When January 1 comes around, we'll vow to cut calories, exercise more, and give up our vice of choice — but we often fail before the year is halfway through. With 2014 fast approaching, let's commit to making changes within ourselves and our communities that can have a real, lasting impacts. Taking small steps everyday can lead to greater fulfillment over the course of the year.
These are 10 resolutions to get millennials thinking about ways to make 2014 their best year yet:
The average 20-something is getting weighed down by student debt, struggling to find a meaningful career in a bleak job market, and trying to balance the pressures of young adulthood with the quest for personal fulfilment. It's a lot to take on — and as a result, we sometimes forget to take care of ourselves. This year, take the time to do something that gives you a bit of peace of mind, even if it's just for a few hours on your day off.
2. Be more helpful
We all know that giving makes us happier, so why don't we do more of it? It's hard to find time to volunteer when we're focusing on building our own lives, but even if it's only for an hour or two a month, it's important to try to do something for someone else. Whether you're helping at a soup kitchen, working in a community garden, or volunteering at a senior citizen center, giving back will make you feel better and give you a sense of purpose.
3. Get offline
It's hard to unplug nowadays, especially as our lives become increasingly digital, but we need to shut down more often. The internet, and Facebook in particular, can make us feel isolated, unhappy, and depressed. We end up comparing ourselves to people in our newsfeed — people who are getting married, having kids, living booming lives abroad, and nailing down their dream careers — and this makes us feel inadequate. In 2014, let's stop comparing ourselves to what we see online and start living more offline.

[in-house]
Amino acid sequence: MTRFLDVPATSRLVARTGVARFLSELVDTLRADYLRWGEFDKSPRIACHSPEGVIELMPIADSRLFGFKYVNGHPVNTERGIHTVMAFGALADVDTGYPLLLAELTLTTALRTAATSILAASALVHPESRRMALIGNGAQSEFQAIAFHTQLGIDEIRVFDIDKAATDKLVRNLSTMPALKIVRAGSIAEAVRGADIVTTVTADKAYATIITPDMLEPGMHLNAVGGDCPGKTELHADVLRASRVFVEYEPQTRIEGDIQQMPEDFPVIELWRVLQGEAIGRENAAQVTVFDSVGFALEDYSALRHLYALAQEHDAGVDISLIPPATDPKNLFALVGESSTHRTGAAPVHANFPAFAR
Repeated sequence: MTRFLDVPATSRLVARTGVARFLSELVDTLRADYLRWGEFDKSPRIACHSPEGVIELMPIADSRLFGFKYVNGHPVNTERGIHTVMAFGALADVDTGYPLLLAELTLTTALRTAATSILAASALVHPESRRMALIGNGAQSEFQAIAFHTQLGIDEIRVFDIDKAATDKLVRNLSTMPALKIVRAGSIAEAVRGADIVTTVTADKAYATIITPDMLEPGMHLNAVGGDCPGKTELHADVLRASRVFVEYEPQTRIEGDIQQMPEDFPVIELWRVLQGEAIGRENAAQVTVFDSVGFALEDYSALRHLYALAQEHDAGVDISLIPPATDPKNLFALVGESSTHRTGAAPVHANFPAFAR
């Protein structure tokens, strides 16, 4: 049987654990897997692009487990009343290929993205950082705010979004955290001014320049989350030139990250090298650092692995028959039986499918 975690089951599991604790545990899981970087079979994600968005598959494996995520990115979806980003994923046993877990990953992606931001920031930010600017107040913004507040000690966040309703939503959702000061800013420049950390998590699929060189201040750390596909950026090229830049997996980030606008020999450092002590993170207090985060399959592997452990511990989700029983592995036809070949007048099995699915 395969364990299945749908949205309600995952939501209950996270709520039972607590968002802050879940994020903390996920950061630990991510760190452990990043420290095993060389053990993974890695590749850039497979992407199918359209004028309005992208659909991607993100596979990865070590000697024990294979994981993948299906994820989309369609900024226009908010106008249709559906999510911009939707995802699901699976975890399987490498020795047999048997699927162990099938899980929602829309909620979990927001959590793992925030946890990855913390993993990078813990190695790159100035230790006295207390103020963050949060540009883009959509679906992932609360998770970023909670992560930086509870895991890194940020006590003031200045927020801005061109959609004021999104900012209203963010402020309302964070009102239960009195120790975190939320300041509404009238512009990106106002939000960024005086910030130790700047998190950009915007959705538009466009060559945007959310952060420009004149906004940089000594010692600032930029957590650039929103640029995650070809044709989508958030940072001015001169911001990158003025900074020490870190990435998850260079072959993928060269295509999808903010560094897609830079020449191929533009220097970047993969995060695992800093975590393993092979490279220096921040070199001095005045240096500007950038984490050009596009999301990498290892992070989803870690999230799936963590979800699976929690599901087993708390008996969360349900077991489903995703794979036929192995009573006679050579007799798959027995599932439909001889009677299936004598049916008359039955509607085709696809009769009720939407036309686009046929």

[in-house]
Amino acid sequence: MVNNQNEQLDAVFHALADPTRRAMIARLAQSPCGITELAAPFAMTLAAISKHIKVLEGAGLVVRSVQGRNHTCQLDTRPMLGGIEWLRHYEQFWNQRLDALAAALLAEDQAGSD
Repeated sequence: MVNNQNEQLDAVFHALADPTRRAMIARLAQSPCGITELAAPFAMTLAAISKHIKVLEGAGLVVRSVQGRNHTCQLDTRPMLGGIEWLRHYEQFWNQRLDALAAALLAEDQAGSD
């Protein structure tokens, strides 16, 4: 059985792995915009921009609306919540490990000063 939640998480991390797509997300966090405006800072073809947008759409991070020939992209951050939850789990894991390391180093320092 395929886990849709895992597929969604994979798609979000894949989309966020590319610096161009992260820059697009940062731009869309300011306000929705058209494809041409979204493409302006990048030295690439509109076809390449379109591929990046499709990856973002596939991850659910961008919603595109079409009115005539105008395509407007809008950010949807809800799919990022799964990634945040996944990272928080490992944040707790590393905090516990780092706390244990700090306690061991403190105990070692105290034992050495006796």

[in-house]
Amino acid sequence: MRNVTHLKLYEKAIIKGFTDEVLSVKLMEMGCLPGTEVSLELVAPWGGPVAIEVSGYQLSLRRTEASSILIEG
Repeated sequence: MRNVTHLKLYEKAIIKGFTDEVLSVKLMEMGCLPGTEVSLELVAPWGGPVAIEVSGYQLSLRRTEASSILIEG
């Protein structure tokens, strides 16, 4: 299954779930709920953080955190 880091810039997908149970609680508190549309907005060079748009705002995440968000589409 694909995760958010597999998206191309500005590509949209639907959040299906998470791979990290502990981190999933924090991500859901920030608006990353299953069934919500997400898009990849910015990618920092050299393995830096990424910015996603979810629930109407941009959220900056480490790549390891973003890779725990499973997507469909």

4. Join an organization, club, or community group
Humans are social animals, and need face-to-face interaction with others to be happy. Finding a group of like-minded people with whom you share interests and ideas can make you happier. If you have something you're particularly passionate about — whether it's cooking, hiking, or writing — finding people to share your passions with can help you grow.
5. Learn something new
Knowledge doesn't just make you smarter, it makes you happier. If there's something you've been itching to learn, whether it's a language, a sport, a craft or a skill, make a resolution to give it a go. With all of the information floating around on the internet — tutorials, guides, podcasts, and lessons — there's no reason you can't start right now.
6. Embrace domesticity
A lot of millennials aren't exactly kitchen savvy. If you're someone who avoids the hob and oven, vow to learn how to cook this year. While it may sound intimidating, learning to make even a few delicious, simple, healthy, and filling meals can help you save money and lose weight.
You know that movement makes you happy, and swaying to a killer tune will definitely make you smile, but research has shown that dance can actually change the way you think. This year, whether you're rocking out solo in your bedroom, dropping it in a dance hall, or joining a dance team, try to let loose — you'll be happier if you do.
8. Enjoy the great outdoors
Spending even a few minutes outside, away from urban sprawl, can do wonders to improve our moods and mental health. A brief stroll through the park on your lunch break or a weekend bike ride might be all you need to clear your head and relax. Vow to see more trees, lakes, hills, and fields this year.
9. Indulge wisely
We're all a little cash-strapped these days, and very few of us are going to be buying luxury cars or taking island vacations anytime soon. But don't despair! Studies have found that spending on life's small indulgences — dark chocolate, hot coffees, nice sweaters — is even more satisfying.
10. And while you're at it, get a puppy
Ok, this isn't really a resolution. But if you're committed to a happier 2014, you might want to adopt a four-legged companion. Studies have linked pet ownership with increased cheerfulness and decreased stress levels.